updated 5/28/2007 2:10:05 PM ET 2007-05-28T18:10:05

The response by emergency workers following a tornado that ripped through Greensburg recently shared at least one thing with the reaction to a massive ice storm in January that downed power lines for days in the same region.

Both exposed the vulnerabilities of the cellular phone system — and particularly the dependence by emergency responders on cell phones during a natural disaster, officials said. In the critical first days following both disasters, communications were hampered by a lack of landline phones, coupled with spotty or nonexistent cellular service.

"We have to figure out a better safety system," Gov. Kathleen Sebelius said just after the tornado hit.

Sebelius has said she wants a backup cellular system that could be fired up quickly after a disaster.

"A cell phone is critical in being able to communicate in a disaster," said Sharon Watson, spokeswoman for the Kansas Emergency Management Agency. "Unfortunately, because it tends to be the one most relied on resource, it means overloaded lines."

Emergency responders in Greensburg had some satellite phones in the National Guard command vehicle and the Federal Emergency Management Agency trailer, but most people in the field relied on cell phones.

Watson said she carried devices from three different providers — Cingular, T-Mobile and Alltel — to Greensburg and there were periods when all of them were useless. Customers reported similar problems with other major providers.

The May tornado and the January ice storm both cause electrical disruptions on grids that feed wireless systems.

"Wireless technology works off power; whenever power is impacted the ability to keep up is impacted," said Stephanie Walsh, spokeswoman for Sprint.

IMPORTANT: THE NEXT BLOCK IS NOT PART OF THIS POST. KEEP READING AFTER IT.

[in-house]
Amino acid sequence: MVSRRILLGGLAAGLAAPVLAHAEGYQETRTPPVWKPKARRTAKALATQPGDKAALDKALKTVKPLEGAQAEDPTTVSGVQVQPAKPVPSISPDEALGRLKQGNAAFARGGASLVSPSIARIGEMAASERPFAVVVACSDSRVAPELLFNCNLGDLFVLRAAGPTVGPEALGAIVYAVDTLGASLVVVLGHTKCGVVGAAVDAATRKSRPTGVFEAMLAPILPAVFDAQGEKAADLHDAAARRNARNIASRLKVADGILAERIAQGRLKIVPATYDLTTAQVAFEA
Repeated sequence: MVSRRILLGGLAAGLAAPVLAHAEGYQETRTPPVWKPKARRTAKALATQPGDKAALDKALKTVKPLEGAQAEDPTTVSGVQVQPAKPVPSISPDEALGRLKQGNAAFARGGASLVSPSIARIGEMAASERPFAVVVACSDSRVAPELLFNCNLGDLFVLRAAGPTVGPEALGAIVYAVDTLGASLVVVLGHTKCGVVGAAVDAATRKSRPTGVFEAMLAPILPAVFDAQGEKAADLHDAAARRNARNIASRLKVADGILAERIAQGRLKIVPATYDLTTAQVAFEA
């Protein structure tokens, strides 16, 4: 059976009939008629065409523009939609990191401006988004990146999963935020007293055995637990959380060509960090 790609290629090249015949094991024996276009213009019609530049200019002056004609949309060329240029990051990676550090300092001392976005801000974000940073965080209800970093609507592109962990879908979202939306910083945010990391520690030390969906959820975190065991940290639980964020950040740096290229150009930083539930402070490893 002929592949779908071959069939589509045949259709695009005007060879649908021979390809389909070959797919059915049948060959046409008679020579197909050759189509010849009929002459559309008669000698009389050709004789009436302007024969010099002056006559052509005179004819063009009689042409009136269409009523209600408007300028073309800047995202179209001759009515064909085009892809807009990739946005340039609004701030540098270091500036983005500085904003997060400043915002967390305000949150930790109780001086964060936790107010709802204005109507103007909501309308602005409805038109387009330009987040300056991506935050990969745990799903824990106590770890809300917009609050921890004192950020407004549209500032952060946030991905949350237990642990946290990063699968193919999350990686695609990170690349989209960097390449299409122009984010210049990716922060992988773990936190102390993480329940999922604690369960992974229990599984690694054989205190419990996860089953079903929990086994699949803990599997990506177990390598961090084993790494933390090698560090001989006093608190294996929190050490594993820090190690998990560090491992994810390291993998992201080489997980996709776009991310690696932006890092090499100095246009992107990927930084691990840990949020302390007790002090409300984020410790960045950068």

Cellular sites typically have backup generators that kick in during brief power outages, but those work for only a few hours. Wireless providers say governments need to have more power generators ready for future disasters.

Sprint Nextel invested $27 million last year to expand its emergency response team, created in 2002, to assist emergency workers with relief efforts, Walsh said.

"There are a lot of very well thought out, thorough backup plans in place ... to ensure our customers do have service," Walsh said. "After an event like this, it depends on the severity of events and what happened."

Cingular was among the first cellular providers to restore its service. It was up the day after the tornado, said Cingular spokeswoman Tara Traycoff.

In the event of a disaster, Traycoff suggested using text messages because it pulls less on the cellular network.

Copyright 2007 The Associated Press. All rights reserved. This material may not be published, broadcast, rewritten or redistributed.


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